TPMs use something called the endorsement key (EK) as the secure root of trust. The EK is unique to the TPM and changing it essentially changes the device into a new one. There's another type of key that TPMs have, called the storage root key (SRK). An SRK may be generated by the TPM's owner after it takes ownership of the TPM. Taking ownership of the TPM is the TPM-specific way of saying "someone sets a password on the HSM." If a TPM device is sold to a new owner, the new owner can take ownership of the TPM to generate a new SRK, which ensures the previous owner can't use the TPM. Because the SRK is unique to the owner of the TPM, the SRK can be used to seal data into the TPM itself for that owner. The SRK provides a sandbox for the owner to store their keys and provides access revocability if the device or TPM is sold. It's like moving into a new house: taking ownership is changing the locks on the doors and destroying all furniture left by the previous owners (SRK), but you can't change the address of the house (EK). It's not a perfect analogy, but you get the idea. Once a device has been set up and ready to use, it will have both an EK and an SRK available for use.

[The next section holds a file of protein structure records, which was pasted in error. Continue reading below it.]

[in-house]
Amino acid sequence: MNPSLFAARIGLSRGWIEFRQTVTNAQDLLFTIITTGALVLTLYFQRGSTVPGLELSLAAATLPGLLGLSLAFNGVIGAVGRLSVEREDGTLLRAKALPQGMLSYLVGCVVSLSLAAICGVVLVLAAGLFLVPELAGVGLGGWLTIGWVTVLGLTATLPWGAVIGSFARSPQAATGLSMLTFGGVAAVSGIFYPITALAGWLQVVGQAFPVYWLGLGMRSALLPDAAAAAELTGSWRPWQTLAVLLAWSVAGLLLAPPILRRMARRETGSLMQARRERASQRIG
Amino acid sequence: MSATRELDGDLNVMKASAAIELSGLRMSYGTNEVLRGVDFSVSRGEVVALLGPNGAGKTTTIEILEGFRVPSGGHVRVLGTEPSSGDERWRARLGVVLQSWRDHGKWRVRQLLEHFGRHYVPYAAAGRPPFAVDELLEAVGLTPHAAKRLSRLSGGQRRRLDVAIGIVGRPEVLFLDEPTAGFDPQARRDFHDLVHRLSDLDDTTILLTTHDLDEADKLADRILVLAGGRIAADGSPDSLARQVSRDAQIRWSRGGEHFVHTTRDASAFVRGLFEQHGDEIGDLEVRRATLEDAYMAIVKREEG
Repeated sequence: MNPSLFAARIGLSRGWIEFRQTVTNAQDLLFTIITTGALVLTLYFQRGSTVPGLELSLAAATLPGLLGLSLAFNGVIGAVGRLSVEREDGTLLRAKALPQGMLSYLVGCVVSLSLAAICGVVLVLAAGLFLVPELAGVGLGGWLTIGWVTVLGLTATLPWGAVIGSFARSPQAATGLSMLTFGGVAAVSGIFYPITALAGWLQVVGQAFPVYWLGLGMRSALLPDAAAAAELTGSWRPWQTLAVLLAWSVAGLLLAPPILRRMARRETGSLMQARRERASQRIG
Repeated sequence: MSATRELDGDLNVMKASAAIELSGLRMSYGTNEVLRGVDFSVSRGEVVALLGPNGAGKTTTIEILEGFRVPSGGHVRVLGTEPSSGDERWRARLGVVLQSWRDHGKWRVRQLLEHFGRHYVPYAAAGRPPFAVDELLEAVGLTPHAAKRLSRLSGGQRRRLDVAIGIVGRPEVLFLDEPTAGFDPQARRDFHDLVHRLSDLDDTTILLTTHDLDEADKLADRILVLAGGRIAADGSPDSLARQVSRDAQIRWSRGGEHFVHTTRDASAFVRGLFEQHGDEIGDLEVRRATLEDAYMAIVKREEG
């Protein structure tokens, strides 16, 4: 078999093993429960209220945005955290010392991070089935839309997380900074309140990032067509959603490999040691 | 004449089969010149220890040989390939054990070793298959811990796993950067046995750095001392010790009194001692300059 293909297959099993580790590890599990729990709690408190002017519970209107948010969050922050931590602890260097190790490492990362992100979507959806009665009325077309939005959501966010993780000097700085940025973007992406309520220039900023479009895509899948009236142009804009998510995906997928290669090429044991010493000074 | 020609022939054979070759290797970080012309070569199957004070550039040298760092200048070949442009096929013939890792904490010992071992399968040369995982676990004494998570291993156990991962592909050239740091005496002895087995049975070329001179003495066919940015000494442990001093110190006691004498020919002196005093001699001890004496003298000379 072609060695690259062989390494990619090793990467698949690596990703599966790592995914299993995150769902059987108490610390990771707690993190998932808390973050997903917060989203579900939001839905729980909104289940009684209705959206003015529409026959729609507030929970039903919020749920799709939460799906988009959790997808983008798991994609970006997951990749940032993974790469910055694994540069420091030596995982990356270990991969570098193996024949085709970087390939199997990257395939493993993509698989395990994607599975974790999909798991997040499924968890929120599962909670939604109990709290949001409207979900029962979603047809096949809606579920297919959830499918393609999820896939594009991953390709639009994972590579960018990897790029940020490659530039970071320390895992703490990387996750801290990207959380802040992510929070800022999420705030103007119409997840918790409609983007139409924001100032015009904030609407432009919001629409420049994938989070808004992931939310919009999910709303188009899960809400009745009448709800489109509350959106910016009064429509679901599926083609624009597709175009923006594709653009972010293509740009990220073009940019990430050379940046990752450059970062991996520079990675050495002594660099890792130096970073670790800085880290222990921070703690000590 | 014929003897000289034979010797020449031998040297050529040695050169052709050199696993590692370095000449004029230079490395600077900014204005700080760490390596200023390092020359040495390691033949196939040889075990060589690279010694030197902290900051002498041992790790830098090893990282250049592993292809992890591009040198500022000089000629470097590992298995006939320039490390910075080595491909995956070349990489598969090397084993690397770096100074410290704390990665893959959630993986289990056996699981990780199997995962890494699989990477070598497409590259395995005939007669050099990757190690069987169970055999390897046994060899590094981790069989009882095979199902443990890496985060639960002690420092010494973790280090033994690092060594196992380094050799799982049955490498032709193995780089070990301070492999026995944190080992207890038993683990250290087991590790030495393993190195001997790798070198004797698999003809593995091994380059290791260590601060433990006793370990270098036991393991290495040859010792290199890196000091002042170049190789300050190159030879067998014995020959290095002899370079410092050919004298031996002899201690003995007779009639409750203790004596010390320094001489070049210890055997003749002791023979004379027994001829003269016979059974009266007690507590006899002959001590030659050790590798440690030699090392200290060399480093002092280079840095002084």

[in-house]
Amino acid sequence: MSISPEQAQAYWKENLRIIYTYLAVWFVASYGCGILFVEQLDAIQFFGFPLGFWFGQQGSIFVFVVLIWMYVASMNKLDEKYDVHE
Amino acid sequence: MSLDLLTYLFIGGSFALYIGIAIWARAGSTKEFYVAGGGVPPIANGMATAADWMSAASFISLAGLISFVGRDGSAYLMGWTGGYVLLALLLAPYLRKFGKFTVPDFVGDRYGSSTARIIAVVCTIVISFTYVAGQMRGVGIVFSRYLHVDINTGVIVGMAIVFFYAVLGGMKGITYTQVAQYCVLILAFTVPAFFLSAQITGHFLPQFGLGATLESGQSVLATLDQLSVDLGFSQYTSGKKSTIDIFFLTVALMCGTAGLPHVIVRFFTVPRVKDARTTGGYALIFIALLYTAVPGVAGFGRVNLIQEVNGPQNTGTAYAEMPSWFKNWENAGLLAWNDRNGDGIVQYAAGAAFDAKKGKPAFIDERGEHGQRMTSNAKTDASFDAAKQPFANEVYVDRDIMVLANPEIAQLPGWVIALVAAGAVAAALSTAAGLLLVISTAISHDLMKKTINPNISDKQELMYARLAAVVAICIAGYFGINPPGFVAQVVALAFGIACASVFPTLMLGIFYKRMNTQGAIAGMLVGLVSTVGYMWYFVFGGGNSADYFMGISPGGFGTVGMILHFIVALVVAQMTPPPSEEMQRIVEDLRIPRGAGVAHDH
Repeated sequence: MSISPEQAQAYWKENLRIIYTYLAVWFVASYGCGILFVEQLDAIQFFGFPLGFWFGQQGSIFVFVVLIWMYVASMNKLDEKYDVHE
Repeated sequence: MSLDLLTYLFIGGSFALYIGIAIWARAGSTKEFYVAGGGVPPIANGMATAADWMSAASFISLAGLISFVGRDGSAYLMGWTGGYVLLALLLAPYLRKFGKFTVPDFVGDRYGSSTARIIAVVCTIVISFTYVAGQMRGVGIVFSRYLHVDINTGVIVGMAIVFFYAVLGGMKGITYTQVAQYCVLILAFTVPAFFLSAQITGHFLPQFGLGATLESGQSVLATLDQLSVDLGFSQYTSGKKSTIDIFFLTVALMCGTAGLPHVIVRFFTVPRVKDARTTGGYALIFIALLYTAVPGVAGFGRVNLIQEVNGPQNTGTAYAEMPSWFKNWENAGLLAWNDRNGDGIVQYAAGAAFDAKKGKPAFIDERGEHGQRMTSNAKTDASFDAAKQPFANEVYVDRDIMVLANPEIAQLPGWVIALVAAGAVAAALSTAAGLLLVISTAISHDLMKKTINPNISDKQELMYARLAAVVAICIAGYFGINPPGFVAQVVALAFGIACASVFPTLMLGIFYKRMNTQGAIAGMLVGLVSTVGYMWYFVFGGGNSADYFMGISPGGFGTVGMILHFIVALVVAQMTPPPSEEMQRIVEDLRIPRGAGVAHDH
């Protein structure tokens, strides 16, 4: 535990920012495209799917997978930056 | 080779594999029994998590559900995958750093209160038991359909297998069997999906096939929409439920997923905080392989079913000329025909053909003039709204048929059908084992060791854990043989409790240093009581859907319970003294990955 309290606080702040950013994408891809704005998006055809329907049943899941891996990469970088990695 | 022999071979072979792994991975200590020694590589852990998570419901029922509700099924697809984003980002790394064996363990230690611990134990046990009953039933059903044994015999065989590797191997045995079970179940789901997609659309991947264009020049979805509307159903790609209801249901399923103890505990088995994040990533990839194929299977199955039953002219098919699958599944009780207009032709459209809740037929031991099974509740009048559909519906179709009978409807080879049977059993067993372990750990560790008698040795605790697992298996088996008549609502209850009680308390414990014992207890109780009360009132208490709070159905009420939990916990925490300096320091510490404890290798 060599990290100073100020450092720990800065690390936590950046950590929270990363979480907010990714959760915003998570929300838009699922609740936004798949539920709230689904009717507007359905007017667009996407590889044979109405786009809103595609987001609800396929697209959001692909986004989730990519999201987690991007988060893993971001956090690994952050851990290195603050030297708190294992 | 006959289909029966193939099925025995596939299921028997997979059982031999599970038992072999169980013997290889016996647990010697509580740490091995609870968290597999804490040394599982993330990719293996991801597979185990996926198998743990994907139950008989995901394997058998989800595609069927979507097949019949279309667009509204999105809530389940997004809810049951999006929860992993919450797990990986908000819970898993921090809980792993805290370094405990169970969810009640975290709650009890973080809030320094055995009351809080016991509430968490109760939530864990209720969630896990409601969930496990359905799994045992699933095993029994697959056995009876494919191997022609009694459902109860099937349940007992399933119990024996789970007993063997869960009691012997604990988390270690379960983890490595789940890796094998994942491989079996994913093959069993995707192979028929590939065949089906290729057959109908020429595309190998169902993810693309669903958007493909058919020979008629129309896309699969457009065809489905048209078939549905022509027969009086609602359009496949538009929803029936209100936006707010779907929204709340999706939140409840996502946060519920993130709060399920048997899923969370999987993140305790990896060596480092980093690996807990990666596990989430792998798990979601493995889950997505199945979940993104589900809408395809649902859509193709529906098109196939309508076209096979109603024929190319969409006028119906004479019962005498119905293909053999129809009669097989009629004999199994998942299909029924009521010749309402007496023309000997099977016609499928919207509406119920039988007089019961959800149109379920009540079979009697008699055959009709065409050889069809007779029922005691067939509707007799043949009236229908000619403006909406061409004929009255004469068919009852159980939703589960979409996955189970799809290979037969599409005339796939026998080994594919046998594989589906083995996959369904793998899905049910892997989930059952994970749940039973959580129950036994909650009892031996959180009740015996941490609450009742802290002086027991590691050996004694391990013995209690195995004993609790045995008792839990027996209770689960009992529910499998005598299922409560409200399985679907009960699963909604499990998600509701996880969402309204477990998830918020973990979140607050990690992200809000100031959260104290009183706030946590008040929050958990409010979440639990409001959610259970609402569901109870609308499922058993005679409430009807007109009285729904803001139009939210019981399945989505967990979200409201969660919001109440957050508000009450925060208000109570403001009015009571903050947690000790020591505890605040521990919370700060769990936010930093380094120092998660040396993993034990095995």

One note on taking ownership of the TPM: Taking ownership of a TPM depends on a lot of things, including TPM manufacturer, the set of TPM tools being used, and the device OS. Follow the instructions relevant to your system to take ownership.
The Device Provisioning Service uses the public part of the EK (EK_pub) to identify and enroll devices. The device vendor can read the EK_pub during manufacture or final testing and upload the EK_pub to the provisioning service so that the device will be recognized when it connects to provision. Note that the Device Provisioning Service does not check the SRK or owner, so “clearing” the TPM erases customer data, but the EK (and other vendor data) is preserved and the device will still be recognized by the Device Provisioning Service when it connects to provision.